391 F2d 910 Van Horn v. State Farm Mutual Automobile Insurance Company

391 F.2d 910

Alton J. VAN HORN, Plaintiff-Appellant,

No. 17645.

United States Court of Appeals Sixth Circuit.

April 9, 1968.

Peter E. Bradt, Port Huron, Mich., for appellant.

William D. Eggenberger, Detroit, Mich., for appellee; Eggenberger & Eggenberger, Detroit, Mich., on the brief.

Before O'SULLIVAN and PECK, Circuit Judges, and CECIL, Senior Circuit Judge.


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In this action, which was removed to the District Court from a state court, plaintiff-appellant seeks recovery from defendant-appellee, the carrier of his automobile insurance, for damages allegedly resulting from the negligent operation of a vehicle by an uninsured motorist. (Hereinafter the parties will be referred to as they were in the trial court.) The District Court sustained defendant's motion to dismiss on the ground that plaintiff failed to state a cause of action because it is not alleged that the matter had been submitted to arbitration prior to the institution of this action. This appeal is from such dismissal.


The policy issued by defendant to plaintiff obligated it "[t]o pay all sums which the insured * * * shall be legally entitled to recover as damages from the owner or operator of an uninsured automobile * * *, caused by accident and arising out of the ownership * * * of such uninsured automobile. * * *" The policy then goes on to provide for the determination of both the fact of liability and the amount of damages "by agreement between the insured * * * and the Company, or, if they fail to agree, by arbitration." A subsequent provision of the policy establishes the arbitration machinery, and plaintiff concedes that no arbitration has been sought or entered into. It is, rather, his sole contention on this appeal that the arbitration provisions "of the uninsured automobile coverage [had been] waived and revoked."


Plaintiff in his brief and argument in this court relied largely on the old case of Nurney v. Fireman's Fund Insurance Company, 63 Mich. 633, 30 N.W. 350 (1886). He argues that Nurney "has never been overruled," but it is clear that that case no longer represents a statement of the law of Michigan. See Chippewa Lumber Co. v. Phoenix Insurance Co., 80 Mich. 116, 44 N.W. 1055 (1890); National Home Building and Loan Association v. Dwelling House Insurance Co., 106 Mich. 236, 64 N.W. 21 (1895); and Norton v. Allstate Insurance Company, 226 F.Supp. 373 (E.D. Mich.1964).


In Norton, the opinion in which was written by District Judge Kaess, who also entered the order from which the present appeal was perfected, the following language which is directly applicable appears (374):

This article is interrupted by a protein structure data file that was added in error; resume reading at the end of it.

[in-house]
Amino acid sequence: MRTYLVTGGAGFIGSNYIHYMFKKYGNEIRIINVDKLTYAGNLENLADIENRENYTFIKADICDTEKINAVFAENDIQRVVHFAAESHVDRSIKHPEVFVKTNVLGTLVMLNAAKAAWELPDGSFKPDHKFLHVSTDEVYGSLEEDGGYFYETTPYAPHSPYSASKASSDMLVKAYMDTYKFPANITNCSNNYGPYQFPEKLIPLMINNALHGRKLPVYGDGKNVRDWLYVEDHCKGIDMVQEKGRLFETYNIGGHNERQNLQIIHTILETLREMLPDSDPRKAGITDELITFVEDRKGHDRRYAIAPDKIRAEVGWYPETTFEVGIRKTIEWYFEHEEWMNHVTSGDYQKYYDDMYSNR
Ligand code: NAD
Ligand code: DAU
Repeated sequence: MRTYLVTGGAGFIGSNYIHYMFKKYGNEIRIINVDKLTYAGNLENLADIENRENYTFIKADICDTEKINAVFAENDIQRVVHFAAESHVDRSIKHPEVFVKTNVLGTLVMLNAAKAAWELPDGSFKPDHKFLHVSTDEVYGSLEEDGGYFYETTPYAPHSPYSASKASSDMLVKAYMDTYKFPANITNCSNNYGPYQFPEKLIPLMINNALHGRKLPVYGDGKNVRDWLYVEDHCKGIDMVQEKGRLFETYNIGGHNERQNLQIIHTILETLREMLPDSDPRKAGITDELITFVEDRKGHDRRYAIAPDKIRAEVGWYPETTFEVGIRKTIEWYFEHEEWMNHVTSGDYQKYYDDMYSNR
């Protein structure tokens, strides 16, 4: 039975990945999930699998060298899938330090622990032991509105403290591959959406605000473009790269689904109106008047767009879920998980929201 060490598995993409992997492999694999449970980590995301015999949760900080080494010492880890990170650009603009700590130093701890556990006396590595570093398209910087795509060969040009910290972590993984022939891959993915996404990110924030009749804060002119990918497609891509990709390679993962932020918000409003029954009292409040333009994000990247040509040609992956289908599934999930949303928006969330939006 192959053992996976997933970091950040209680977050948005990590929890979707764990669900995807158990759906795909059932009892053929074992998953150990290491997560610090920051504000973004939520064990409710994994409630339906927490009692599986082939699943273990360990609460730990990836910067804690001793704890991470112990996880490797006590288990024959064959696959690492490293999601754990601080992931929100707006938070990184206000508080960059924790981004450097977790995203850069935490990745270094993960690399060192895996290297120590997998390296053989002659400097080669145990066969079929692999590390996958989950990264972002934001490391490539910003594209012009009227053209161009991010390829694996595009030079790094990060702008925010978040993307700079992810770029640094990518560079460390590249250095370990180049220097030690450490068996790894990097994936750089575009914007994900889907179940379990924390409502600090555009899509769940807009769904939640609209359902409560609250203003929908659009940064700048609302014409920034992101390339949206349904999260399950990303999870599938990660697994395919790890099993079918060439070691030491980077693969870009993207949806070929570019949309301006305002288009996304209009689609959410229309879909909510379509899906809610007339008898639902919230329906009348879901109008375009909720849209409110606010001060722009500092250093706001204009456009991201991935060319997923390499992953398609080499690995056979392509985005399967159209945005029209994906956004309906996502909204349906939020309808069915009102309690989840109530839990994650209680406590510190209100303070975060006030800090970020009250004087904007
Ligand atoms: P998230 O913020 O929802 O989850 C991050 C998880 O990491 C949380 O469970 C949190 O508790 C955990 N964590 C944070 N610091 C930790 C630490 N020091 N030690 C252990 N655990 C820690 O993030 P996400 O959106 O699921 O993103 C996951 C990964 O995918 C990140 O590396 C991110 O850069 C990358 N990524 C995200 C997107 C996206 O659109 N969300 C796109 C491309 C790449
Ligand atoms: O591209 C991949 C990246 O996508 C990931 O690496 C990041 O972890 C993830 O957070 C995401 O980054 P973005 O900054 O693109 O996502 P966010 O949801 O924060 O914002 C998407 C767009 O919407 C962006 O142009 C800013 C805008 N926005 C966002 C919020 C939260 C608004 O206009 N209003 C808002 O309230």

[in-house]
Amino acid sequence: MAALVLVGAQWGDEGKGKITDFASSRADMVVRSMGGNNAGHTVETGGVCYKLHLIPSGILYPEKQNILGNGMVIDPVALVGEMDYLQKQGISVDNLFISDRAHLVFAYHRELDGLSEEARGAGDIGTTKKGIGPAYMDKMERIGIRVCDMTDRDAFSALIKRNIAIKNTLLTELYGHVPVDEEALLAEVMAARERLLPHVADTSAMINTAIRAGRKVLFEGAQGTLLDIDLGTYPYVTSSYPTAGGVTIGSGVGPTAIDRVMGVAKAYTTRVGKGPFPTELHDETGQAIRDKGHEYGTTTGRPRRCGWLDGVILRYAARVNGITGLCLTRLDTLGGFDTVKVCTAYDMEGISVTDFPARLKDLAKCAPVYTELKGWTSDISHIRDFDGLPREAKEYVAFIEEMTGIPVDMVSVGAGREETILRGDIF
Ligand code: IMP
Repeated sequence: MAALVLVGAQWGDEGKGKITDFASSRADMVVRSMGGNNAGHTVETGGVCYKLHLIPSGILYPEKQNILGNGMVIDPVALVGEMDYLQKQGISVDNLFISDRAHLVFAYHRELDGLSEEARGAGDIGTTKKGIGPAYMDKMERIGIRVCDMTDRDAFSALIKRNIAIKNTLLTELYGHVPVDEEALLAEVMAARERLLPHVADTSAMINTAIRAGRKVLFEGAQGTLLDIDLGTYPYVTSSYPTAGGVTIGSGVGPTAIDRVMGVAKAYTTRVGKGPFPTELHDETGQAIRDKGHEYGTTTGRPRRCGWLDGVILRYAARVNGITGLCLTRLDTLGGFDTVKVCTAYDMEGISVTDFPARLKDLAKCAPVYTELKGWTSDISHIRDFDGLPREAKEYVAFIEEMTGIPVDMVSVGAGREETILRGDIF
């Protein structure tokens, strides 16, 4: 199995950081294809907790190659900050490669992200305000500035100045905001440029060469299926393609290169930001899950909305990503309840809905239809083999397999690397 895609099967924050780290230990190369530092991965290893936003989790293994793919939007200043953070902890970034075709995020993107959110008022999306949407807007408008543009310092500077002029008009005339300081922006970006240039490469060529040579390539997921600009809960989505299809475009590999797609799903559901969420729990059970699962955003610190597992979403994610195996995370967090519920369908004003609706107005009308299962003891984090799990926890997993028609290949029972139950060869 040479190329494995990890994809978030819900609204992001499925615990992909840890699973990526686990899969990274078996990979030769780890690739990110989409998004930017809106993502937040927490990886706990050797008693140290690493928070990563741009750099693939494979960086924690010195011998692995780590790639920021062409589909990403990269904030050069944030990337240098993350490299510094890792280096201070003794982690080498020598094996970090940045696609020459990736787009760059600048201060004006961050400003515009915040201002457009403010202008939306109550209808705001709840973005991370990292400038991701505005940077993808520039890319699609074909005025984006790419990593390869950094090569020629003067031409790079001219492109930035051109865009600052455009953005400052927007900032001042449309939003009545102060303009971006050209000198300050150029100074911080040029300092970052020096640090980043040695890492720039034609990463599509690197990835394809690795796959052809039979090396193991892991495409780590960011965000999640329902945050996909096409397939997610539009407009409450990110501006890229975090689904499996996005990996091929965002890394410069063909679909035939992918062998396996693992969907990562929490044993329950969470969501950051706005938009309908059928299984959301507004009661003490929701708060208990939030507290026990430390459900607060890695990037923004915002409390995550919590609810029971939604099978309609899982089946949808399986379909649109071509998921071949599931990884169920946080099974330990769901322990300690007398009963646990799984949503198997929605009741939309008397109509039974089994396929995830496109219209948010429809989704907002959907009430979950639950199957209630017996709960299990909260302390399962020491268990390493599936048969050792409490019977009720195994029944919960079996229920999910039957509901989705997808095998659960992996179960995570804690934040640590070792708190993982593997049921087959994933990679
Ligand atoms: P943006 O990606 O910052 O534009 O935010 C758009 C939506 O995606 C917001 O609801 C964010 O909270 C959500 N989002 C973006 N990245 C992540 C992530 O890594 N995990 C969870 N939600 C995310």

"Under the Insurance Code of 1956, Pub.Acts 1956, No. 218, any reasonable remedy for adjudicating claims established by an insurance company must be exhausted before suit is brought. Mich.Stat.Ann.1957 Rev. § 24.12254; Pub.Act 1956, No. 218, § 2254. Provisions for arbitration have long been upheld. Bone v. Grange Mut. Fire Ins. Co., 215 Mich. 396, 184 N.W. 406. It is not necessary for the court to determine the enforceability of the provision in issue under the arbitration statute that was in effect at the time of the formation of the contract and at the time of the accident, Act 182 Michigan Public Acts of 1941, or under the present arbitration statute, Mich.Stat.Ann.1962 Rev. § 27A.-5001, Pub.Acts 1961, No. 236, § 5001, since it is clear that arbitration was intended as a remedy to be exhausted before suit was brought. Plaintiffs complain that they would be bound by a decision of the arbitrator, and would not have their day in court. There are numerous cases defining the rights of the insured in the process of arbitration. See, e. g., Shapiro v. Patrons' Mut. Fire Ins. Co., 219 Mich. 581, 189 N.W. 202. In addition, the Michigan Supreme Court has established a procedure for the review of statutory arbitration under the Revised Judicature Act. Michigan General Court Rule 769. Adequate protection of the insured can be afforded. It must be concluded that plaintiffs' action is premature."


In his order of dismissal in the present action, Judge Kaess stated, "In Norton, this court held that an insured could not recover under the uninsured motorist provisions of a policy similar to that involved here, until after submission to arbitration." His dismissal is on that ground. We are of the view that Judge Kaess accurately stated the applicable law of Michigan both in Norton and in his order herein.